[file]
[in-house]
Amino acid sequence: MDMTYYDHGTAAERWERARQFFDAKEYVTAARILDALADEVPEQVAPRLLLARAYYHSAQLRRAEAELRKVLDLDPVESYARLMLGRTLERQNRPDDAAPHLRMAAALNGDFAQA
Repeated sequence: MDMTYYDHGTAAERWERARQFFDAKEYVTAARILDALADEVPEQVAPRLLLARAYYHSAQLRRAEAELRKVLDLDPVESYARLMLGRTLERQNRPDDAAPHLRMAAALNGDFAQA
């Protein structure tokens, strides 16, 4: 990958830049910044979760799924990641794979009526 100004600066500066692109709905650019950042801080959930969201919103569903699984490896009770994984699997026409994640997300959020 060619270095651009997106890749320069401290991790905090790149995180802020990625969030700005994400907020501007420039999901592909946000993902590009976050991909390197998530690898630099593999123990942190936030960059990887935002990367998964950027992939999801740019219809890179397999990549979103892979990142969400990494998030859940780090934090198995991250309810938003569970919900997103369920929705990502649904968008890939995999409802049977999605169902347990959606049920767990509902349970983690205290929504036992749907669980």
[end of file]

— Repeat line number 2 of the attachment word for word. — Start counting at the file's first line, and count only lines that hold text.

Amino acid sequence: MDMTYYDHGTAAERWERARQFFDAKEYVTAARILDALADEVPEQVAPRLLLARAYYHSAQLRRAEAELRKVLDLDPVESYARLMLGRTLERQNRPDDAAPHLRMAAALNGDFAQA